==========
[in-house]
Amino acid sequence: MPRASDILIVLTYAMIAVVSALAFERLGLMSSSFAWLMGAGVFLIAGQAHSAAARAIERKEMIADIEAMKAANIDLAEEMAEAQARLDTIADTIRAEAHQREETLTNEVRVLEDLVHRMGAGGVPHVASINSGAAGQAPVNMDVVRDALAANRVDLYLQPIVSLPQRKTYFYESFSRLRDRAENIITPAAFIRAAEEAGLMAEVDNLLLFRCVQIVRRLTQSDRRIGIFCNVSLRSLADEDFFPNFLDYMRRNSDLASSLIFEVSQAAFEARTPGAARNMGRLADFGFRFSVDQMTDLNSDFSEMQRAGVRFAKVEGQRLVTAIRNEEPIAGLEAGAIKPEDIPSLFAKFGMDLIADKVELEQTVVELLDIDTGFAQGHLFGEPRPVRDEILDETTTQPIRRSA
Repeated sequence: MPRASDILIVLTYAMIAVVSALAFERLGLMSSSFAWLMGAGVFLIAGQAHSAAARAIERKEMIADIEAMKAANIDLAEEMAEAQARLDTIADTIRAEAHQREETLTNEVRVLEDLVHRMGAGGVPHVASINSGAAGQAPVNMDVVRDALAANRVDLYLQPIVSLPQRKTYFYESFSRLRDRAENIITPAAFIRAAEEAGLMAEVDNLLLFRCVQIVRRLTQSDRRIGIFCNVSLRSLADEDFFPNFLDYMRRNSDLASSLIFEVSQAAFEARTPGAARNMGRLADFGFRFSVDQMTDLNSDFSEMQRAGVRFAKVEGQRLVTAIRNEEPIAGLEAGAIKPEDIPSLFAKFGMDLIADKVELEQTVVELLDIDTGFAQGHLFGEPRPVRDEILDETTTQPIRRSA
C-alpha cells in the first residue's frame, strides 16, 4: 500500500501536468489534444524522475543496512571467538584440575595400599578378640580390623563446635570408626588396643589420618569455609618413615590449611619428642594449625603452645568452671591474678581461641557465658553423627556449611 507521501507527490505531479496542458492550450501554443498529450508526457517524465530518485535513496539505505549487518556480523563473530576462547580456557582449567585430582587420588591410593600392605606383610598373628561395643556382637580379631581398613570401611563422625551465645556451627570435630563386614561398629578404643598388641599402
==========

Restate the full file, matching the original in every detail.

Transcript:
[in-house]
Amino acid sequence: MPRASDILIVLTYAMIAVVSALAFERLGLMSSSFAWLMGAGVFLIAGQAHSAAARAIERKEMIADIEAMKAANIDLAEEMAEAQARLDTIADTIRAEAHQREETLTNEVRVLEDLVHRMGAGGVPHVASINSGAAGQAPVNMDVVRDALAANRVDLYLQPIVSLPQRKTYFYESFSRLRDRAENIITPAAFIRAAEEAGLMAEVDNLLLFRCVQIVRRLTQSDRRIGIFCNVSLRSLADEDFFPNFLDYMRRNSDLASSLIFEVSQAAFEARTPGAARNMGRLADFGFRFSVDQMTDLNSDFSEMQRAGVRFAKVEGQRLVTAIRNEEPIAGLEAGAIKPEDIPSLFAKFGMDLIADKVELEQTVVELLDIDTGFAQGHLFGEPRPVRDEILDETTTQPIRRSA
Repeated sequence: MPRASDILIVLTYAMIAVVSALAFERLGLMSSSFAWLMGAGVFLIAGQAHSAAARAIERKEMIADIEAMKAANIDLAEEMAEAQARLDTIADTIRAEAHQREETLTNEVRVLEDLVHRMGAGGVPHVASINSGAAGQAPVNMDVVRDALAANRVDLYLQPIVSLPQRKTYFYESFSRLRDRAENIITPAAFIRAAEEAGLMAEVDNLLLFRCVQIVRRLTQSDRRIGIFCNVSLRSLADEDFFPNFLDYMRRNSDLASSLIFEVSQAAFEARTPGAARNMGRLADFGFRFSVDQMTDLNSDFSEMQRAGVRFAKVEGQRLVTAIRNEEPIAGLEAGAIKPEDIPSLFAKFGMDLIADKVELEQTVVELLDIDTGFAQGHLFGEPRPVRDEILDETTTQPIRRSA
C-alpha cells in the first residue's frame, strides 16, 4: 500500500501536468489534444524522475543496512571467538584440575595400599578378640580390623563446635570408626588396643589420618569455609618413615590449611619428642594449625603452645568452671591474678581461641557465658553423627556449611 507521501507527490505531479496542458492550450501554443498529450508526457517524465530518485535513496539505505549487518556480523563473530576462547580456557582449567585430582587420588591410593600392605606383610598373628561395643556382637580379631581398613570401611563422625551465645556451627570435630563386614561398629578404643598388641599402